Murray, Justice Maine Superior Court
matter came before the court for trial on, June 4, 5, and 6,
2019. Plaintiff appeared with his attorney, Scott Lynch.
Defendant appeared with her attorney, Ezra Willey.
Plaintiff filed his 4-count complaint on October 18, 2017.
Defendant filed her 11-count counterclaim on November 14,
2017, and an amended counterclaim on January 11, 2018.
parties became involved in a romantic relationship shortly
after they met in South Carolina, They then decided to move
to Maine together, the place where the Plaintiff grew up and
where his children were located. Defendant owned a home in
South Carolina, and before moving to Maine, the parties
readied that home to be rented.
the parties move to Maine in early 2010, they lived with the
Plaintiffs twin brother and his fiancee for a few months.
Thereafter, together they moved into 738 N. Main Street in
Brewer, Maine under what they believed was a rent-to-own
situation. While the arrangement did not turn out to be a
rent-to-own situation, the parties purchased 738 N. Main
Street in Brewer, Maine in June of 2011. They are joint
tenants on the deed.
parties continued to co-habit at 738 N. Main Street in
Brewer, Maine until April of 2015. Both parties worked hard
and shared household expenses. Defendant handled the finances
for the couple. Defendant was careful with money and the
bills were paid on time. Defendant had an excellent credit
score, In 2011 -2012, Plaintiff went through bankruptcy.
purchase of the home, the parties made many improvements to
it. Most importantly, the roof was completely replaced.
Additionally, new windows were installed, the interior walls
were refinished, new hardwood floors were installed, and new
tile was installed. The parties also removed the asbestos
siding and replaced it with boards. These boards were painted
with a product which was designed to delay the need to put
permanent exterior materials (siding) on the house. Plaintiff
did a great deal of the work himself, Defendant contributed
to some of the work, and the parties hired others to help
with the work. The materials for the improvements were paid
in a general way through the earnings of both parties. While
some of the work may need to be redone, these improvements
was a floor installer by trade and Defendant was a waitress.
They both had success in their jobs. In fact, Plaintiff was
so successful in his work that after working for another
company, he struck out on his own and did business as
"Kelley Flooring." After a couple of years, his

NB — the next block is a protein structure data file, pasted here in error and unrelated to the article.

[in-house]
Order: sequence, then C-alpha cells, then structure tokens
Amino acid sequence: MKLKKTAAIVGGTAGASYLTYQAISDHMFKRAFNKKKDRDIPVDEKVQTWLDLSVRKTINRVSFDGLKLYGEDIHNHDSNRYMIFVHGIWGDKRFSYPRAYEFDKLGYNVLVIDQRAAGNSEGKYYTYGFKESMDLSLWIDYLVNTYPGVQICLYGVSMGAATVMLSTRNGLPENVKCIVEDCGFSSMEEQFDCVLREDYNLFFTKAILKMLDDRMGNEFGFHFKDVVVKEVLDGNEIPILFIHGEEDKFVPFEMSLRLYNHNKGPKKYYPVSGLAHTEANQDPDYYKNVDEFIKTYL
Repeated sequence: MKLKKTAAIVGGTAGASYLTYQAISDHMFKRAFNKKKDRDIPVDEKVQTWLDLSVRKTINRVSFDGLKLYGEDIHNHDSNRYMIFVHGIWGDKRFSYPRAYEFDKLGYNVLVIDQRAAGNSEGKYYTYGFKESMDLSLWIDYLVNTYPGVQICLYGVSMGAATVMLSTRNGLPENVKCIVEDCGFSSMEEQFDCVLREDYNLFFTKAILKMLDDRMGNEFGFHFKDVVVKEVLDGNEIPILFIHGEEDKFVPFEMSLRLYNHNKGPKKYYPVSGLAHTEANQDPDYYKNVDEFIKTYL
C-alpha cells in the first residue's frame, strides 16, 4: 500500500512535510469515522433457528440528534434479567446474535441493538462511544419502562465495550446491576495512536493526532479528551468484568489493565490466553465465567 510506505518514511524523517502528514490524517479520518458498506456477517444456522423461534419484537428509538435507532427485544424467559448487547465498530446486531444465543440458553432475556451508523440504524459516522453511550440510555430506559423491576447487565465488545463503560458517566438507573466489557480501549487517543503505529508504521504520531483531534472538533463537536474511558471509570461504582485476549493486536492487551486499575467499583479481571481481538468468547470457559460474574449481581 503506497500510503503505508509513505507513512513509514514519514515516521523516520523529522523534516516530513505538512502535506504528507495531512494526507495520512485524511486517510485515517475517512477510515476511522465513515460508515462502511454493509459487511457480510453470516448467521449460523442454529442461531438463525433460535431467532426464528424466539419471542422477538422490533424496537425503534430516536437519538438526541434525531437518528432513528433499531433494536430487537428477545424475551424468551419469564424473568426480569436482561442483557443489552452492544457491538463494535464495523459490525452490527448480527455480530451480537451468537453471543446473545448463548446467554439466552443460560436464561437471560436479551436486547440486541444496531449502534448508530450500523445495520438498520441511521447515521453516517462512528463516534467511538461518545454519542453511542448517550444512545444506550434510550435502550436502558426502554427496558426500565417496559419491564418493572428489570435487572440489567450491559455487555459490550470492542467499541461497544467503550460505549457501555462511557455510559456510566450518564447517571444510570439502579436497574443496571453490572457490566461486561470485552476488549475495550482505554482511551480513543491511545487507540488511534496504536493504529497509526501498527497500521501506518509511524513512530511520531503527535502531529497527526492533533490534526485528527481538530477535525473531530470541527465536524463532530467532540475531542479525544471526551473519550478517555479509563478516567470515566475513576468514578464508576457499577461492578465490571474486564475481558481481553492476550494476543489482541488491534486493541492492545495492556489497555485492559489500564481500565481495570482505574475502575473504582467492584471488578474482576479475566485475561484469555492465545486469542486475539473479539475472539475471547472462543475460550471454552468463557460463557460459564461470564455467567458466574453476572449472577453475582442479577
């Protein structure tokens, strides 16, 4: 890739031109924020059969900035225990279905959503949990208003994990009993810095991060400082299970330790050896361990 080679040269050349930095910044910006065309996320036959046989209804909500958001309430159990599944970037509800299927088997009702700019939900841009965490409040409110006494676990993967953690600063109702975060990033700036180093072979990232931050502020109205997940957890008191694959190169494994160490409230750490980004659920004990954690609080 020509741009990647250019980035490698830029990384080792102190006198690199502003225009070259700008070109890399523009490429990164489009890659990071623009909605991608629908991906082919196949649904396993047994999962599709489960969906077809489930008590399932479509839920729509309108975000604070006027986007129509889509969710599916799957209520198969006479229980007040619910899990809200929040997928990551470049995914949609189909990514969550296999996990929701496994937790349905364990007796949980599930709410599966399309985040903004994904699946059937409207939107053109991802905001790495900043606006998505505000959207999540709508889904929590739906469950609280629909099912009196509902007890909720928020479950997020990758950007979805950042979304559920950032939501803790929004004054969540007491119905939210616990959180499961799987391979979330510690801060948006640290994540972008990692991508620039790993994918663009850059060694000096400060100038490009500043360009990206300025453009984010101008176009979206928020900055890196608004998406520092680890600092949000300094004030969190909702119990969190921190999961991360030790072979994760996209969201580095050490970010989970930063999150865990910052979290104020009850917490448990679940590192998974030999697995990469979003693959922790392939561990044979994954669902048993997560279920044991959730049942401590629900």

work had increased to such a degree that he needed help with
the administrative aspects of the business. Defendant stepped
into this role, and demonstrated skill with the
"Kelley Flooring" did not keep traditional books,
such as a ledger of income and expenses (Accounts/Payable and
Accounts/Receivable). This failure to keep traditional books
has made it more difficult for the parties to recreate their
history and makes it more difficult for the Court to be as
precise as it might like. The Court cannot emphasize enough
the difficulties this case presents with the commingling of
the monies earned by each party, the personal expenses paid
from a variety of accounts, the business expenses paid from a
variety of accounts, and the general lack of an organized
bookkeeping system. It appears that neither party drew a
paycheck or wages from "Kelley Flooring," nor were
there identified distributions from the business. Finally,
the ownership of "Kelley Flooring" changing over
the period of time in question further complicates the
parties wished to develop the "Kelley Flooring"
business. In particular, they hoped to open a
"storefront" which would be a show room for floor
coverings. In connection with this effort, on September 19,
2013, Plaintiff sold "Kelley Flooring" to the
Defendant for $1.00. Kelley Flooring rented a building at 46
Center Street in Brewer, Maine, and began to make leasehold
improvements. The first floor, which was intended to be used
for the Kelley Flooring store, was gutted. Before December
31, 2013, $8, 000 to $10, 000 was spent to improve the
building on Center Street to create the "Kelley
point, the parties learned the Center Street building was in
foreclosure, and plans were made to purchase the building.
While purchasing the building was, at least in part, an
attempt not to lose the value of the leasehold improvements,
because of his poor credit, Mr. Kelley could not take
advantage of this opportunity. On December 31, 2013,
Defendant became the record owner of the Center Street real
estate. In connection with the purchase, Plaintiff became a
"guarantor" of the loan and he provided his
interest in the N. Main Street home as surety for the loan.
first floor of the Center Street building was never finished
and "Kelley Flooring" never created the show room,
It does not appear that any substantial money was spent in